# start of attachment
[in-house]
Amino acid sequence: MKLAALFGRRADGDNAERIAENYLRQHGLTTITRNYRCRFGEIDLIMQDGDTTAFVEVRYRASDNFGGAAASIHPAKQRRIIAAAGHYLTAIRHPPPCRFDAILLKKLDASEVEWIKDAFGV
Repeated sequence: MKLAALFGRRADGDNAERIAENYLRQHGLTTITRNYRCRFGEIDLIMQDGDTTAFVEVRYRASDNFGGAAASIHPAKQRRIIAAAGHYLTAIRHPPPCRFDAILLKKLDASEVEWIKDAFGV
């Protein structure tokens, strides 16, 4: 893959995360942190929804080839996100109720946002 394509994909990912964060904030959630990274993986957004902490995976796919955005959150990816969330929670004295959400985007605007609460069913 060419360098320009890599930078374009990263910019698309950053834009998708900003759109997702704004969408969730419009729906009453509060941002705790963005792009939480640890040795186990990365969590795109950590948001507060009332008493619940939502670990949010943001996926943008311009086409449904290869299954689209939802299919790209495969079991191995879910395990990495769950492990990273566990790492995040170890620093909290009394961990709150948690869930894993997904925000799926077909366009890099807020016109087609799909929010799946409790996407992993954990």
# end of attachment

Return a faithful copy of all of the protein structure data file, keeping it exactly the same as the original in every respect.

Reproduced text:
[in-house]
Amino acid sequence: MKLAALFGRRADGDNAERIAENYLRQHGLTTITRNYRCRFGEIDLIMQDGDTTAFVEVRYRASDNFGGAAASIHPAKQRRIIAAAGHYLTAIRHPPPCRFDAILLKKLDASEVEWIKDAFGV
Repeated sequence: MKLAALFGRRADGDNAERIAENYLRQHGLTTITRNYRCRFGEIDLIMQDGDTTAFVEVRYRASDNFGGAAASIHPAKQRRIIAAAGHYLTAIRHPPPCRFDAILLKKLDASEVEWIKDAFGV
């Protein structure tokens, strides 16, 4: 893959995360942190929804080839996100109720946002 394509994909990912964060904030959630990274993986957004902490995976796919955005959150990816969330929670004295959400985007605007609460069913 060419360098320009890599930078374009990263910019698309950053834009998708900003759109997702704004969408969730419009729906009453509060941002705790963005792009939480640890040795186990990365969590795109950590948001507060009332008493619940939502670990949010943001996926943008311009086409449904290869299954689209939802299919790209495969079991191995879910395990990495769950492990990273566990790492995040170890620093909290009394961990709150948690869930894993997904925000799926077909366009890099807020016109087609799909929010799946409790996407992993954990």